Network News

X My Profile
View More Activity
Posted at 6:43 PM ET, 05/ 9/2007

New Music From Local Bands

By David Malitz

A slew of local bands have CD release shows coming up, so let's take a quick look (and listen) to some of them. I'd like to make this an at least semi-regular feature, so if you are in a local band (or have friends in a local band) -- any age, any genre -- let me know what you are up to. Send an e-mail to david dot malitz at washingtonpost dot com and I'll tell you where to send CDs. In this edition, we'll take a look at new music from City-State, Lejeune, the Antiques and Garland of Hours, all of whom are performing in Washington over the next seven days.

City-State - "Monument"
Release Show: Thursday, May 10, Black Cat backstage
Maybe it's a reaction to the city's punk past, maybe it's just a shift in taste, but for whatever reason, D.C. is producing more than its fair share of bands that play a distinctly British style of soaring, atmospheric rock. Groups such as Telograph, Cedars and the Vita Ruins have already made their mark on the local scene, and there's no reason why City-State shouldn't join them with the release of "Monument." The songs are never too sleepy, but not exactly snappy, either. Most of the tracks are mid-tempo rockers based around chiming guitars and Jim Anderson's moaning vocals. The band doesn't always hit the heights it shoots for, but it comes pretty close on "Mary" and "The Dakota." The seemingly curious inclusion of two remixes of songs from the band's debut EP prove to be a winning way to close the album, and the Depeche Mode-flavored "You Wait/Wolves" (A Study In Her vs. the Mirror Orchid Remix) is one of the highlights of "Monument."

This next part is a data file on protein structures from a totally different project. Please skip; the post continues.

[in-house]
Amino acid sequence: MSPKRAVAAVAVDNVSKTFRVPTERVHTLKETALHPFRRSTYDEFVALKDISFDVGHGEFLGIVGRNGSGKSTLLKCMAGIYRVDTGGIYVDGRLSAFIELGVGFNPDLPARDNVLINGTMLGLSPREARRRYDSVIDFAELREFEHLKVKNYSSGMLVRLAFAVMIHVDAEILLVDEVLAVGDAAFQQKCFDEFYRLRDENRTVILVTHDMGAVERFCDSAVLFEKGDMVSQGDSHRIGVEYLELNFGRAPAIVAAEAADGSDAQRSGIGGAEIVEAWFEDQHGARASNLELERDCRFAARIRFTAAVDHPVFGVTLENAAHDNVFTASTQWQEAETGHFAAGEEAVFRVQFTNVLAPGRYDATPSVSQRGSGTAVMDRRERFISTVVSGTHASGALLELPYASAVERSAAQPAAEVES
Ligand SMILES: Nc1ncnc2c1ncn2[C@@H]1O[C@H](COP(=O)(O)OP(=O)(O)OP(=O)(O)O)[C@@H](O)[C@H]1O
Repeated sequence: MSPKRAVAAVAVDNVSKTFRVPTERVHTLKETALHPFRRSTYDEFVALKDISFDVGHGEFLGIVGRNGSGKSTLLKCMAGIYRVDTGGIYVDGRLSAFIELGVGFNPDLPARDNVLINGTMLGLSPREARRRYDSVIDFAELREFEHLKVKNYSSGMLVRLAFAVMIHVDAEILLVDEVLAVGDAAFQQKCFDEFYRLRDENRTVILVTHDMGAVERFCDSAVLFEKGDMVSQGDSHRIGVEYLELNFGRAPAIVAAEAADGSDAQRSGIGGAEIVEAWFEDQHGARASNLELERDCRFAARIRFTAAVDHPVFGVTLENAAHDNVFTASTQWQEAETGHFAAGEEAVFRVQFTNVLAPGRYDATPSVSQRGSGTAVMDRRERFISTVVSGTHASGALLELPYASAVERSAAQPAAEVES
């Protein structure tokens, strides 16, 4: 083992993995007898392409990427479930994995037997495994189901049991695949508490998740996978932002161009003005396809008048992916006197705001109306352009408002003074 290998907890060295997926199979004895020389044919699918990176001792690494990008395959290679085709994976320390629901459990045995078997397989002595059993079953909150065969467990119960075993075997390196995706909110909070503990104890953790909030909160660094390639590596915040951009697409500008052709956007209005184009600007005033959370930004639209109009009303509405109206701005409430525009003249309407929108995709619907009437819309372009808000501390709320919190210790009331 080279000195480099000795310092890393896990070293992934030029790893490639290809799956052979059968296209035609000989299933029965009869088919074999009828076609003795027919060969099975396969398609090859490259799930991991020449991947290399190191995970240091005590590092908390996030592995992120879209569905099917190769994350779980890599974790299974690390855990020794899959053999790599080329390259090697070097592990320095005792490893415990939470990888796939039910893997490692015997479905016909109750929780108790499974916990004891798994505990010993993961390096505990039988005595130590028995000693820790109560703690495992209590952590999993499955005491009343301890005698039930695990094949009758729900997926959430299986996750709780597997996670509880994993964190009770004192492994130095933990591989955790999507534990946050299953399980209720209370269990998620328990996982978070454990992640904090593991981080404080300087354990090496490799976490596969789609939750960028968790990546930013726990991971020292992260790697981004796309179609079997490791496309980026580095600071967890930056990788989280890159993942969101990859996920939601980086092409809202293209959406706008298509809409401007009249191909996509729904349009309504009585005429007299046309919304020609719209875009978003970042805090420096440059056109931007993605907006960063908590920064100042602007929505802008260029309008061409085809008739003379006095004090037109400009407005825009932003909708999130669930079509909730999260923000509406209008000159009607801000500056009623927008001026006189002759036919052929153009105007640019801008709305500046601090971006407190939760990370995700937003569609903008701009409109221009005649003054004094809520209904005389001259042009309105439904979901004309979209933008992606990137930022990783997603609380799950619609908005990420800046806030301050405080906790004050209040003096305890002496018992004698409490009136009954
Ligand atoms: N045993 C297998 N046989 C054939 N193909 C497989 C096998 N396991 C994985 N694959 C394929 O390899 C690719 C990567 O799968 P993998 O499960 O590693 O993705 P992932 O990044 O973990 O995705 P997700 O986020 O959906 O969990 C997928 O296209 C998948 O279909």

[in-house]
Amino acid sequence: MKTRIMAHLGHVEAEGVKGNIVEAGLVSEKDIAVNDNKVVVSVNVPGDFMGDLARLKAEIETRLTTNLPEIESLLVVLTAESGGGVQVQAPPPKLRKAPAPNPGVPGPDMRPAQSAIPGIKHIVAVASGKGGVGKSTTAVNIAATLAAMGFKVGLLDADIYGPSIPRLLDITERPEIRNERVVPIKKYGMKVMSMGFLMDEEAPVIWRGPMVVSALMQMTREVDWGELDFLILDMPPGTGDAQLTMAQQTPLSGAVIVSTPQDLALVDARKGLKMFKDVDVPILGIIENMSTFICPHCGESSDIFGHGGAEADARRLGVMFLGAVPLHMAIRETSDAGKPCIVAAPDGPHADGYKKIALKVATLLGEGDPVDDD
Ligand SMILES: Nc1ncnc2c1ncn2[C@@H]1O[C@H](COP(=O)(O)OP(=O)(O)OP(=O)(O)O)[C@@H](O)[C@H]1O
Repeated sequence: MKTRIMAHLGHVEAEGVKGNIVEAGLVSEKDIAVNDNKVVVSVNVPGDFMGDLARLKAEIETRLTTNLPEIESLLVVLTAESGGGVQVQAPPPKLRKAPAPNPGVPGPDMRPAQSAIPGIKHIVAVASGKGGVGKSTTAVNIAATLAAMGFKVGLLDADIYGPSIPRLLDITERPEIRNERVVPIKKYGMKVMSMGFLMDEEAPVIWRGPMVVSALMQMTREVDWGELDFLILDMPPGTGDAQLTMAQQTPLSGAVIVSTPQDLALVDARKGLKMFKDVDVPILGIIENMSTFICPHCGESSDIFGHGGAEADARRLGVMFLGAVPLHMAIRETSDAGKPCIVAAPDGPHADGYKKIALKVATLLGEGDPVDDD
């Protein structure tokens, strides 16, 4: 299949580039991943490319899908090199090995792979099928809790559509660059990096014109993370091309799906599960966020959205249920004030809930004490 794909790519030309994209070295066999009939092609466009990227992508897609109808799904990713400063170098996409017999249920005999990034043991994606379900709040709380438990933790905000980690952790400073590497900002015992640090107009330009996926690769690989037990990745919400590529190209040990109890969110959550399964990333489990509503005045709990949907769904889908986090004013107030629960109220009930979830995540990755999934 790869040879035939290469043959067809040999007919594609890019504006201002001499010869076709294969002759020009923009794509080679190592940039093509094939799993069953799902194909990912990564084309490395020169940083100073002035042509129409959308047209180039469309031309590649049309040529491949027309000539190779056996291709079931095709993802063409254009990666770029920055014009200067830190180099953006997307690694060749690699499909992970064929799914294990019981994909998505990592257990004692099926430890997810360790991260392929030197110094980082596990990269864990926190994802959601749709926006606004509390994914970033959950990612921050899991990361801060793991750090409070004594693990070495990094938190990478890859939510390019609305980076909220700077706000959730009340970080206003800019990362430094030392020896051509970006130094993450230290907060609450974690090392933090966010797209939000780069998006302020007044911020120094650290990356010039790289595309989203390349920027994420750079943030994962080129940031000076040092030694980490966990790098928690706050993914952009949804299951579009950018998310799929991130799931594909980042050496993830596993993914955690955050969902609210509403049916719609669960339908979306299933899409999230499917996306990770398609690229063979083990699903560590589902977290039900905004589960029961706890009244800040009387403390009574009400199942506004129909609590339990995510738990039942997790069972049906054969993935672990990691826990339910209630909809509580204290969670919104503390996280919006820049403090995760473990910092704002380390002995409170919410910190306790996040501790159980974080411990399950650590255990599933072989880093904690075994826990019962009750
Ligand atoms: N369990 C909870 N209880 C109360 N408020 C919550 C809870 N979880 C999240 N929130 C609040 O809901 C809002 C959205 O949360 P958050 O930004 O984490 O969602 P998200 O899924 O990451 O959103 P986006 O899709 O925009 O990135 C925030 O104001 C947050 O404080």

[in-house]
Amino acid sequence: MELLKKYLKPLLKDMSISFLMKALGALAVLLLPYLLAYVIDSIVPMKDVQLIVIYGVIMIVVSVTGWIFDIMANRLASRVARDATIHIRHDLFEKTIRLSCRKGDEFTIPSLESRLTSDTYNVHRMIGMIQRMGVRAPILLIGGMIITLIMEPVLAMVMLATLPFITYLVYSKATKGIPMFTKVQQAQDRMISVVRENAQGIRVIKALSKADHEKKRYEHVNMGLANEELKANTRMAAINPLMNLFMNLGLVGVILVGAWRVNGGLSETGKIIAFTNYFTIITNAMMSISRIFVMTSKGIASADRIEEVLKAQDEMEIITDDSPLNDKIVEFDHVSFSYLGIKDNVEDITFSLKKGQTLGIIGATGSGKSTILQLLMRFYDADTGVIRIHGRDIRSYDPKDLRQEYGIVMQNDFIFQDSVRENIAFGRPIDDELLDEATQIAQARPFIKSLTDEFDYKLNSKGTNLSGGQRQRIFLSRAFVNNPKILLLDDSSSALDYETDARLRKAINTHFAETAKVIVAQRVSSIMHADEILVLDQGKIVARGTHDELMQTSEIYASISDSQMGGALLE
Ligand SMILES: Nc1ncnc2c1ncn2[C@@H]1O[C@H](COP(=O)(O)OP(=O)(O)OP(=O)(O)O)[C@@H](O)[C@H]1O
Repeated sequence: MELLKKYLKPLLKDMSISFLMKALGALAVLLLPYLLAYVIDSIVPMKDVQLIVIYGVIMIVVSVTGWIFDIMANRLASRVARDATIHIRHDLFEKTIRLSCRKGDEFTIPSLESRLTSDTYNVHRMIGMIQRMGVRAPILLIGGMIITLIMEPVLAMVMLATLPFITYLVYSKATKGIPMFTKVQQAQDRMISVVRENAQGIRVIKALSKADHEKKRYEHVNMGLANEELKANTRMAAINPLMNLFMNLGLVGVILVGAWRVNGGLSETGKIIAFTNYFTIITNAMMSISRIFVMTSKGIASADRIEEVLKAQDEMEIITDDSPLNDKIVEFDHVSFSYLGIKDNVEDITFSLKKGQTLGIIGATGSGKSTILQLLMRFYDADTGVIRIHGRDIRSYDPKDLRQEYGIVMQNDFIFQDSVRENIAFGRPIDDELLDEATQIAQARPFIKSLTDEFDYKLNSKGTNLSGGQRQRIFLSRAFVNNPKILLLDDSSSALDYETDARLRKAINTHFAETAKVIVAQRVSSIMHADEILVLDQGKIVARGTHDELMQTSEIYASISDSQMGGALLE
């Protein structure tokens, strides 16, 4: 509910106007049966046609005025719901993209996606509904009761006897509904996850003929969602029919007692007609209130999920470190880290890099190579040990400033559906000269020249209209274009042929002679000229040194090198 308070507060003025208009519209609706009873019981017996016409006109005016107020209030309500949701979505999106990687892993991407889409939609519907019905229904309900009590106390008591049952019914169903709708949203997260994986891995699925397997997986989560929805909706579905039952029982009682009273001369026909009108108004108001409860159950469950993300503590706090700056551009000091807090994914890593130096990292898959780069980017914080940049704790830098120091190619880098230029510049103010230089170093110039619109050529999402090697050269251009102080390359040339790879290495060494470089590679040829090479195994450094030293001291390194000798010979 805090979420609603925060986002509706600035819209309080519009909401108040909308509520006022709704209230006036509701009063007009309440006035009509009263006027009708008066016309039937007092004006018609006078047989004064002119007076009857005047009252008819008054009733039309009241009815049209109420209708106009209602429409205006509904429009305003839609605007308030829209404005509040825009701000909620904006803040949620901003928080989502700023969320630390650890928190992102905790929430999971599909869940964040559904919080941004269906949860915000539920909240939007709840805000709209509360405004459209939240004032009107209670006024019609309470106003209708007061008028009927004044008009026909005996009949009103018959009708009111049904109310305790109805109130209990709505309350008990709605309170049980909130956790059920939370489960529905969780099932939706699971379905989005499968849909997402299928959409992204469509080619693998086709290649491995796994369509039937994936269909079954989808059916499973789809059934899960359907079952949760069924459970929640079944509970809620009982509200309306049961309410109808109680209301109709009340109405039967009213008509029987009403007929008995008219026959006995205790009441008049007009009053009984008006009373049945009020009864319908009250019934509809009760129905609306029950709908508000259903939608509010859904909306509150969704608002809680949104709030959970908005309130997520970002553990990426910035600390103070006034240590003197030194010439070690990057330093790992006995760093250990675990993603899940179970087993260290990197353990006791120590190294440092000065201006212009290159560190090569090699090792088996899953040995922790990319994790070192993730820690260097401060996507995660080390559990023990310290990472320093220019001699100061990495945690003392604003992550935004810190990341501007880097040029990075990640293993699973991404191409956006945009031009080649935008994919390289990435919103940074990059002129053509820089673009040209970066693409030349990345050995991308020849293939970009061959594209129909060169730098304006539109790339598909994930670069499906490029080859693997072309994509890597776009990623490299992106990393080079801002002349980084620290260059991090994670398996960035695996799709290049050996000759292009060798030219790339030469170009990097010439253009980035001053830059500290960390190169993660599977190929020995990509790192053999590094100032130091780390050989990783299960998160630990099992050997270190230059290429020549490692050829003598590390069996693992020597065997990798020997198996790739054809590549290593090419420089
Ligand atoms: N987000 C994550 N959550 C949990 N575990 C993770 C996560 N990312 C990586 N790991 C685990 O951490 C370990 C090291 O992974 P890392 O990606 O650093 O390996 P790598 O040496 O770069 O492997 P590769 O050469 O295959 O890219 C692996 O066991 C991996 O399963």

City-State on MySpace
Download These: "Mary," (30-second clip) "The Dakota" (30-second clip)

Lejeune - "For Club and Country"
Release Show: Saturday, May 12, Iota
The internet's an interactive place, so I'll just give props to commenter Piglet for his/her astute observation on Lejeune in the May Mixtape: "They've managed to synthesize everything that's non-cheesy about '80s music and make it their own." The local quintet has an '80s fetish that's apparent throughout "For Club and Country." From the exquisitely layered production to an overall sound that splits the difference between mid-period versions of Roxy Music and the Smiths (with a bit of Lloyd Cole thrown in), this is music that sounds like it came from an era before people knew what grunge was. Sam Bishop's croon may take a little getting used to, but ends up being a welcome constant as the band subtly shifts within its pop landscape.

Lejeune on MySpace
Download These: "Bizarre Histrionics," (full download) "Spanish" (full stream)


The Antiques - "Sewn With Stitches"
Release Show: Saturday, May 12, Iota

At 14 songs and clocking in at over an hour, the Antiques' "Sewn With Stiches" is a lot to digest -- probably a bit too much. But for fans of semi-obscure '80s British acts such as Comsat Angels and the Chameleons UK ... well, here is your new favorite band. The songs are dramatic without being overwrought, as the band doesn't get bogged down with unnecessary instrumentation. A thick organ sound envelops tracks such as "Painted Post Road" and "Don't Stand in My Room," which plod along gingerly while Greg Svitil gives a perfect deadpan delivery of lines like, "Don't light up my life / Yours is the light I don't need / When did you become such a creep? / When did you become so psychotic?" Things are more sprightly on "One Day You'll Be Sorry Too" and "Auburn Aumbry," recalling some different obscure '80s U.K. acts -- let's say Felt and Orange Juice this time. People who are serious about their 7" record collection will seriously love this album.

The Antiques on MySpace
Download These: "Don't Stand in My Room," (full download) "One Day You'll Be Sorry Too" (full download)


Garland of Hours - "The Soundest Serum"
Release Show: Tuesday, May 15, Black Cat backstage

Amy Domingues has played cello on albums by many of D.C.'s biggest names -- Fugazi, Ted Leo and Bob Mould, just to name a few. On "The Soundest Serum," she proves she's no mere sidewoman, though, as she leads her band through a strong set nine-song set. The tracks range from the torchy, spooky murder ballad "Dear Henry" -- highlighted by the cutting guitar work of frequent collaborator Mary Timony -- to the bouncy, piano-driven "Brick Eyes" to the solo-cello showcase of album closer "Difficult Run." There's certainly a medieval feel to the proceedings, but this isn't Renaissance Faire fare. It's hip, seductive chamber pop done right.